March 4, 2021
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Building an effective autoresponder

  • By Jay Link
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sendmail tutorial One question commonly posed on USENET is: "Where can I find a good autoresponder?" These posts might suggest that autoresponse programs are hopelessly complex and above the grasp of the average programmer. Fortunately, this isn't the case at all. Autoresponders can be surprisingly simple. With this in mind, the best solution is often to build your own.

First, let's define what an autoresponder is. Simply put, an autoresponder is a program designed to respond automatically to incoming e-mail messages. Its ultimate purpose is to save time and labor - why spend hours sending the same response to multiple persons, when you can have a mindless "robot" do it for you? An autoresponse is instantaneous in most cases; it never makes typos; and it never calls in sick. If your server's up, so is the autoresponder.

Replacing process with program

How does the autoresponder work? Normally, e-mail is delivered to a user's mailbox, but in the case of the autoresponder, it is delivered to a program. The activated program then responds by sending a pre-written message to the original inquirer. Of course, the "canned" message may be updated as often as the programmer desires; this process of updating the response may be an automated cron job in and of itself.

While I've used Perl and Sendmail in my examples, you are by no means limited to those two choices. I've written autoresponders in Bash and C, and there are a host of other languages that can handle the job. I've chosen Perl because of its speed and simplicity, and Sendmail because of its widespread implementation in the Open Source world. If you're using another e-mail server (qmail, for example) I'm sure you could readily adapt the information contained herein to meet your needs.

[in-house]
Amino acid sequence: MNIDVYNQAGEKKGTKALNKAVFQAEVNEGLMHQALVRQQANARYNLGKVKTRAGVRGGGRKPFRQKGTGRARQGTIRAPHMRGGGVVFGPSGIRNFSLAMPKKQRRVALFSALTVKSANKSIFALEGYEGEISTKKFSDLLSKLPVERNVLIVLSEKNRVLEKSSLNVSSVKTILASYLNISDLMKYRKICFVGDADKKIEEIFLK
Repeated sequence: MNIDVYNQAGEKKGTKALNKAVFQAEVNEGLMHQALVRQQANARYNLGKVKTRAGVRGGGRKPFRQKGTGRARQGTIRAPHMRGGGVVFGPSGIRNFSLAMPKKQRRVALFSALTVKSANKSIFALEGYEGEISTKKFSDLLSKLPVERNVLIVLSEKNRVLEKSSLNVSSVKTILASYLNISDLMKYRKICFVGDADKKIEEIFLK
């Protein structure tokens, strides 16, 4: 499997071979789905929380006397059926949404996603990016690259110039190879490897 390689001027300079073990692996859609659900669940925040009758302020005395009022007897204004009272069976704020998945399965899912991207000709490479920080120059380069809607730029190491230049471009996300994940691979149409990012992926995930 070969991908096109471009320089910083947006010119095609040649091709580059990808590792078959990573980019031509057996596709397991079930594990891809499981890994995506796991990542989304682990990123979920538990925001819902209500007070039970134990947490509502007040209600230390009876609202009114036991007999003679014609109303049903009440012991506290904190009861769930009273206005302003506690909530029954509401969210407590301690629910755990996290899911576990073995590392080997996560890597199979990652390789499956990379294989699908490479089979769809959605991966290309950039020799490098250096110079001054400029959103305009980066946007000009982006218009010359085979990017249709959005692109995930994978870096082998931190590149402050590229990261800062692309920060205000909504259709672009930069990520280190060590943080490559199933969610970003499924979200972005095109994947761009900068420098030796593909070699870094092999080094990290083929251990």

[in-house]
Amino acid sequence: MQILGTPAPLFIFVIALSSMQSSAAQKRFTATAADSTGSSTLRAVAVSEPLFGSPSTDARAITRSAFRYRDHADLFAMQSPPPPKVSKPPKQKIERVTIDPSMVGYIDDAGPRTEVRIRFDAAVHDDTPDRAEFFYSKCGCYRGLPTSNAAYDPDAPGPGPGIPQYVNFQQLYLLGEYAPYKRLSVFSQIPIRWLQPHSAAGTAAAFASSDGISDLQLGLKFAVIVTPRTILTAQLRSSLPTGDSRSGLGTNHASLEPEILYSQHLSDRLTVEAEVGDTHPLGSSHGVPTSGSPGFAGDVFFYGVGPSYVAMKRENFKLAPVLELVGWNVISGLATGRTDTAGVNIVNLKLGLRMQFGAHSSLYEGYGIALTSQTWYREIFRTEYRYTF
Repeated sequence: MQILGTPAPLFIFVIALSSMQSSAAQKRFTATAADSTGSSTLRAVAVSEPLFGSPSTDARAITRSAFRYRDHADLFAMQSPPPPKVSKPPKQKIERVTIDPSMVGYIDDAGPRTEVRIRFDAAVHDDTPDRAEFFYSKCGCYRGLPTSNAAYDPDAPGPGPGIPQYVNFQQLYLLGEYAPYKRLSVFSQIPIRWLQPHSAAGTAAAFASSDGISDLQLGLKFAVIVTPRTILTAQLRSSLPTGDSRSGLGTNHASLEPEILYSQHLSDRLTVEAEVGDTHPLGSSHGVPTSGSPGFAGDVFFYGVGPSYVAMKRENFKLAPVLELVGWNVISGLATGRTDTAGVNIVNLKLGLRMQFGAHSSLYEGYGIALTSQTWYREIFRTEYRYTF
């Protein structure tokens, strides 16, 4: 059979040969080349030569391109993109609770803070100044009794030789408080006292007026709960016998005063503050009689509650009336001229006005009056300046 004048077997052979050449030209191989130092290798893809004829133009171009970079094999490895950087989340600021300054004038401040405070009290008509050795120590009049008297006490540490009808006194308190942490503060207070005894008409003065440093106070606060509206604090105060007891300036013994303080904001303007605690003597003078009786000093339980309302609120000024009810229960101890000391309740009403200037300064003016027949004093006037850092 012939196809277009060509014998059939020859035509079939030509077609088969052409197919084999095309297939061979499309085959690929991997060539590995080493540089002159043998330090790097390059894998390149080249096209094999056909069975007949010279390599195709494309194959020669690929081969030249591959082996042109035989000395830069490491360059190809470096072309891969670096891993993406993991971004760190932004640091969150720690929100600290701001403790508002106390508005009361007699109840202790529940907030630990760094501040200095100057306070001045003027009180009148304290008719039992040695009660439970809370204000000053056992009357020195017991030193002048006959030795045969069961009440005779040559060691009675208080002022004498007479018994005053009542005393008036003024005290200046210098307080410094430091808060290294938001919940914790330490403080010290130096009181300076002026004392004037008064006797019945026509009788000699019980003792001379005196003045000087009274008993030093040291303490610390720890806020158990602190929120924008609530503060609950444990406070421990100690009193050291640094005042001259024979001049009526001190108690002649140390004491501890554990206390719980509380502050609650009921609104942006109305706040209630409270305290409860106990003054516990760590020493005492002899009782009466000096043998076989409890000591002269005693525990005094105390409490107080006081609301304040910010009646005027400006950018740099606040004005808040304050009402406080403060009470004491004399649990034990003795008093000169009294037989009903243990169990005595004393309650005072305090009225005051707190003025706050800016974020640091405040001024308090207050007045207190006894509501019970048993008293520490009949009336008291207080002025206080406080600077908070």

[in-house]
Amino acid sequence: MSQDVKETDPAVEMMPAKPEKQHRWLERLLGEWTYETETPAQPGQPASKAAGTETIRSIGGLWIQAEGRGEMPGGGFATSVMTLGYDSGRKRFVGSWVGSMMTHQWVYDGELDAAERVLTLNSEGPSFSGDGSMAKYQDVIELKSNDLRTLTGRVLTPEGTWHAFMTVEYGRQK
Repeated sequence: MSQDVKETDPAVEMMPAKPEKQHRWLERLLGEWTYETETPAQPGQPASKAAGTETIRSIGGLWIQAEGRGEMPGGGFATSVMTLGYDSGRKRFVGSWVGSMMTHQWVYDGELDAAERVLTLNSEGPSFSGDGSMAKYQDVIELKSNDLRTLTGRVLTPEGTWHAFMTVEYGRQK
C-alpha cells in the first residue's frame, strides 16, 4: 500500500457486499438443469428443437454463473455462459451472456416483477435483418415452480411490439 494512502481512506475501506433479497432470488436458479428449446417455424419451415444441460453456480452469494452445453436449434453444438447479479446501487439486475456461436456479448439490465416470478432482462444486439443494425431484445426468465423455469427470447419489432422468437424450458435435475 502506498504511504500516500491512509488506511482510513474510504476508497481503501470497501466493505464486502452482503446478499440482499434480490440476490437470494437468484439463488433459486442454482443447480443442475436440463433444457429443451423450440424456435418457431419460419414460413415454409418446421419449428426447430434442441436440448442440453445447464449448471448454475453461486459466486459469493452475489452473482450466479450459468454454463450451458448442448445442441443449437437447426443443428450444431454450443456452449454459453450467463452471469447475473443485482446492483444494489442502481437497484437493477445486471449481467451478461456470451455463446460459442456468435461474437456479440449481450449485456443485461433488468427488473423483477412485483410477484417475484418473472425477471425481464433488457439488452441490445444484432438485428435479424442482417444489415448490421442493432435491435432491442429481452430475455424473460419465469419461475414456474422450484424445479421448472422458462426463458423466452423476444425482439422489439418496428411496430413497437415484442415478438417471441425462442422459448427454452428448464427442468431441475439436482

Let's begin by taking a look at what happens when an e-mail message is received by Sendmail. If the recipient is local, Sendmail can do one of four things:

  1. deliver the message to a user's mailbox,
  2. append the message to a file,
  3. send the message to a list of user addresses, or
  4. hand the message off to a program.

It's the last option that we're concerned with.

Local and alias

By default, Sendmail will attempt to deliver e-mail to a user mailbox. To defer an e-mail elsewhere, you'll need to make a line entry into your aliases file (normally /etc/aliases). (Note: You can find everything you ever wanted to know about your aliases file by typing "man aliases".)

The aliases file may be opened with any text editor and is comprised of one or more rows, each separated into two columns. The left column is the receiving address side (known as the "local"), and the right column is the intended destination for the e-mail message (known as the "alias"). For example, let's say you wanted all mail addressed to user "bob" routed instead to user "mary." You would then have a line such as this in your aliases file:

bob: mary

This tells Sendmail that all mail originally addressed to bob should instead be sent to mary. Note that the "local" address (the left column) ends with a colon. The columns are then separated by one or more white spaces, which can be spaces or tabs.

This syntax is fine for re-routing mail from user to another. However, we want mail to be sent to a program (our autoresponder). To do this, we'll replace "mary" with the correct syntax for a program:

bob: "|/bin/autoreply"

Now, when a piece of e-mail is sent to "bob", it's handed off to the /bin/autoreply program. Note the enclosing quotation marks, as well as the "pipe" character before the program. Without these, Sendmail would assume that /bin/autoreply is a file that the e-mail should be appended to. Naturally, we don't want that.

You can specify that multiple "locals" (left-side entries) be directed towards the same program, as follows:

sales: "|/bin/autoreply" info: "|/bin/autoreply"

Or, an even easier method would be:

sales: info info: "|/bin/autoreply"

Here, "sales" is redirected to "info", which is then dumped into the /bin/autoreply program. All mail originally addressed to "info" goes straight to the program, without any finagling.

Important: /etc/aliases just contains raw data. The file that Sendmail actually uses is /etc/aliases.db . To create a new /etc/aliases.db (after editing /etc/aliases), you'll need to run "newaliases". Don't forget to do this.

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This article was originally published on September 9, 1999

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